Try to make sure you eat as much freshly cooked, locally sourced foods with a balance of proteins, carbs and good fats. Avoid the sugars, processed foods and diet options if possible – the best way to to do this is good planning of your meals, especially if you are travelling. After long runs a protein shake such as Whey Better, Activate or Skinny Protein is a great thing to start with the aid recovery, followed by a well-balanced meal, and electrolytes.
Hydration is key also and not just water. When you sweat you lose electrolytes so it is really important to make sure you rehydrate. Pure Energy and Revitalise are brilliant, natural and low in sugars.
To find out your water requirements divide your body weight in kg by 0.033 – this will give you the minimum amount your bodyweight needs… Then add 500ml per 90mins of exercise minimum.
Extra Things you could have or do…
Heart Rate Monitor – to record how hard you are working – ask an Expert to help you work out your average heart rate training zones to make your sessions even more effective.
Compression Tights & Tops – scientific research suggests that they aid in the reduction and removal of lactic acid, help support the joints, reduce the risk of injury and improve performance. Worn after training sessions, and by many during training – especially the calve guards and full leggings during the winter months.
iPod – music is proven to help increase your motivation, duration of training and enjoyment. So get a running mix uploaded, change it every few weeks and enjoy your training. Do be aware that some races no longer allow competitors to run with music, so check you can if you do all your training with music… get free music with Bio-Synergy
It is often considered that a marathon is completed, based on consistent training and strong positive self-belief.
Start to visualise yourself doing the training, and getting fitter and stronger each week. Write down a plan of things to do to help keep you on track if you lose motivation, or miss a week’s training. Then write down all the things you would like to see, feel and hear as you do the race. Any limiting thoughts you have, write them down and then create mini strategies to overcome then easily. Finally, write down how you will feel when you have completed the marathon and what it will mean to you – by being really clear on the outcome, you will make it happen.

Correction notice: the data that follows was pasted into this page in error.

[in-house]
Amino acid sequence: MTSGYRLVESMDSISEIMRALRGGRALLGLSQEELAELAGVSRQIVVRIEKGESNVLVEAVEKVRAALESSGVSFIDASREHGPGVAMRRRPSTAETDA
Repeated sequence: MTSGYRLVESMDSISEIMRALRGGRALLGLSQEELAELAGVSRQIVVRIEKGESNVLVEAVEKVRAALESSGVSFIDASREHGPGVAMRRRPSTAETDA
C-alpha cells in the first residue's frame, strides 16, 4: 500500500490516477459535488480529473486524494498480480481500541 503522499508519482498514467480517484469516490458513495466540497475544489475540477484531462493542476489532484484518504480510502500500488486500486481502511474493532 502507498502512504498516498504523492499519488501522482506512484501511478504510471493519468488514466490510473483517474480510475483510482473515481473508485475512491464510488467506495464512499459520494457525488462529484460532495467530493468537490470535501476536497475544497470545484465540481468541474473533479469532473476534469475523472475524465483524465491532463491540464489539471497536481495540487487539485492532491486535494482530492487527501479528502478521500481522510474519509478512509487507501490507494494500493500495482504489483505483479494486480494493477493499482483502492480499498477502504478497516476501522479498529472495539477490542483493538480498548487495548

What to wear and do on race day…
Plan the day well in advance, get plenty of sleep the week before and eat good quality foods.
A pair of trainers you have run in for at least four weeks, but not over 6 months ideally
Clothing that you have tried and tested and know is comfortable
A couple of options depending on the weather conditions
Sunglasses and a hat – especially if you are prone to heat stroke
Vaseline to avoid any chaffing on the nipples, underarm, in between the legs and heels.
Sun cream even if it is not that hot – you would be surprised how easy it is to burn.
Eat what you usually eat for a longer run at least 2 hours before the start, then only take gels and drinks that you are used to so you have no stomach worries
Stay fully hydrated – especially if hot
Believe that you can do it – enjoy your training, listen to your body and have fun J
Whether you’re new to running or are a seasoned pro, add these five supplements to your training regime to push yourself to the limit and achieve personal bests.
In addition to feeding your body with essential nutrients and ample amounts of energy to fuel your performance before your train, it is also essential to do the same post workout to maximise your recovery, too.
Here’s what ActiVeman ambassador and former Olympic Gold medalist James Cracknell had to say about recovery:
“Many people fail to realise the importance of recovery and actually develop what I call under-recovery syndrome. Once I became a full-time athlete, I noticed a massive change in volume of training I did.
The amount of time I had to recover was longer. Prior to going full-time I’d train, work all day, and then train again, I found that I wasn’t recovering properly. If you’re a full-time athlete you get the bonus of spending time relaxing and getting in some rest, which is something you don’t get in normal life, especially with kids.”
Getting in a decent amount of recovery is essential. Help your body recover the right way with James Cracknell’s marathon stack. Make it happen.
James Cracknell is running in the London Marathon and his target is to beat his previous PB of 2.53. Find out if he beats his time by following us on Twitter and liking our Facebook page to see it first.